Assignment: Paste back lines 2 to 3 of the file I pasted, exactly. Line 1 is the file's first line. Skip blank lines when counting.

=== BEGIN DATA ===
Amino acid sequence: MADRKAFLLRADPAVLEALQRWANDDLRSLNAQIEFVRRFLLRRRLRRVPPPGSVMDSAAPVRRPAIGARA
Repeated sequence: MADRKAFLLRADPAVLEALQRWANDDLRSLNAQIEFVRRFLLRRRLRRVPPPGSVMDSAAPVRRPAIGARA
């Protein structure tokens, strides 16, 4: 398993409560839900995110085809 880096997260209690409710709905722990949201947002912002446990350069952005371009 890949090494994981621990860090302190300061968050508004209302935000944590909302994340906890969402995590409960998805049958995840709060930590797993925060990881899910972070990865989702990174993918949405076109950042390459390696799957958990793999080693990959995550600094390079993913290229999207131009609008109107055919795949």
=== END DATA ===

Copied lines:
Repeated sequence: MADRKAFLLRADPAVLEALQRWANDDLRSLNAQIEFVRRFLLRRRLRRVPPPGSVMDSAAPVRRPAIGARA
């Protein structure tokens, strides 16, 4: 398993409560839900995110085809 880096997260209690409710709905722990949201947002912002446990350069952005371009 890949090494994981621990860090302190300061968050508004209302935000944590909302994340906890969402995590409960998805049958995840709060930590797993925060990881899910972070990865989702990174993918949405076109950042390459390696799957958990793999080693990959995550600094390079993913290229999207131009609008109107055919795949």